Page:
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Two frigid moons, Rhea and Enceladus, shine in reflected light from Saturn. In such low light and at great distance, Rhea’s cratered surface looks deceptively smooth. Light from the distant Sun creates the bright crescent on each moon and scatters off the icy spray above the south pole of Enceladus.
Rhea is 1,528 kilometers (949 miles) across, and Enceladus is 505 kilometers (314 miles) across.
The image background appears generally brighter across its center due to the diffuse E ring, which is created by the jets of material from Enceladus.
The faint vertical banding in the image is due to “noise” in the spacecraft electronics.
The image was taken in visible light with the Cassini spacecraft narrow-angle camera on June 13, 2006 at a distance of approximately 4.1 million kilometers (2.5 million miles) from Enceladus and 4.5 million kilometers (2.8 million miles) from Rhea. The Sun-Enceladus-spacecraft, or phase, angle is 159 degrees. Image scale is 24 kilometers (15 miles) per pixel on Enceladus and 27 kilometers (17 miles) per pixel on Rhea.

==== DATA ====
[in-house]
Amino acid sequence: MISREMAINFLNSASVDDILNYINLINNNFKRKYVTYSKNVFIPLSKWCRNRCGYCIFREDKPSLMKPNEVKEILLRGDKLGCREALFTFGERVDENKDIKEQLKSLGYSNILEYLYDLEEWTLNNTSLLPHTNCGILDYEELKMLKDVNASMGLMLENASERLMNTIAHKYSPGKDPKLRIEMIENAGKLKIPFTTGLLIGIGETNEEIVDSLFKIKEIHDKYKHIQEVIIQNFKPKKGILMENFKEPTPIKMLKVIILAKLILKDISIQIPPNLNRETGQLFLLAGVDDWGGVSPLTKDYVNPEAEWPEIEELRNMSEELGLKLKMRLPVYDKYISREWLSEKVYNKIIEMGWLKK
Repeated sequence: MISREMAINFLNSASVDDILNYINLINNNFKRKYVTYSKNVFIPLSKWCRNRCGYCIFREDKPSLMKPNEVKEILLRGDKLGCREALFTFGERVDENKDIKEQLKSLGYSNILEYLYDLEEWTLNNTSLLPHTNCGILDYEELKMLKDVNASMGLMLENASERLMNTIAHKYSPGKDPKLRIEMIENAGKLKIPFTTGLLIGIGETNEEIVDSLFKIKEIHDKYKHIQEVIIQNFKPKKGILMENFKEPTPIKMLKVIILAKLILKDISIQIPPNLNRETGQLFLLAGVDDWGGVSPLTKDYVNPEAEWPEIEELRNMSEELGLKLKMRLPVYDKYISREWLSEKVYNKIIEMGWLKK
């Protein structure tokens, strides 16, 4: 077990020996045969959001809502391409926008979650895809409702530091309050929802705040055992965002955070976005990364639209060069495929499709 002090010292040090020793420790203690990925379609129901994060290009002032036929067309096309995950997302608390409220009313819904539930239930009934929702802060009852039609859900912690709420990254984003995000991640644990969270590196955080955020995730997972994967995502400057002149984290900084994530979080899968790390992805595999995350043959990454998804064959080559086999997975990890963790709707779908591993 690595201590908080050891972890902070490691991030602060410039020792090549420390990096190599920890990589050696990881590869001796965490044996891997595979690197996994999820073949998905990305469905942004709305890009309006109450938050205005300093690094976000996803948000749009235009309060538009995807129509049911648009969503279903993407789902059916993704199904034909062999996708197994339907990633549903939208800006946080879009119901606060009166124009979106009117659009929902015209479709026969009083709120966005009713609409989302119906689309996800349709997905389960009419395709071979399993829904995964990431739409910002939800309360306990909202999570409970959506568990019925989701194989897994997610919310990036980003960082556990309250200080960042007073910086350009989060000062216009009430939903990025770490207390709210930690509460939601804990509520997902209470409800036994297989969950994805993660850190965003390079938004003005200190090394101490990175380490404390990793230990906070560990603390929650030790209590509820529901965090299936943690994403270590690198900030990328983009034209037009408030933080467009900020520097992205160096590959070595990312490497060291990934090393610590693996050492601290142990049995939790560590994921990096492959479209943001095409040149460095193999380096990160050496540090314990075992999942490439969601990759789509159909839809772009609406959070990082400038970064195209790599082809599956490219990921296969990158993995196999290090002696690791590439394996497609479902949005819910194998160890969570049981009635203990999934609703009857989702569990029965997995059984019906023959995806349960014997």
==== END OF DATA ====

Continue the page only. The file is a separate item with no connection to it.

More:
The Cassini-Huygens mission is a cooperative project of NASA, the European Space Agency and the Italian Space Agency. The Jet Propulsion Laboratory, a division of the California Institute of Technology in Pasadena, manages the mission for NASA’s Science Mission Directorate, Washington, D.C. The Cassini orbiter and its two onboard cameras were designed, developed and assembled at JPL. The imaging operations center is based at the Space Science Institute in Boulder, Colo.
Image Credit: NASA/JPL/Space Science Institute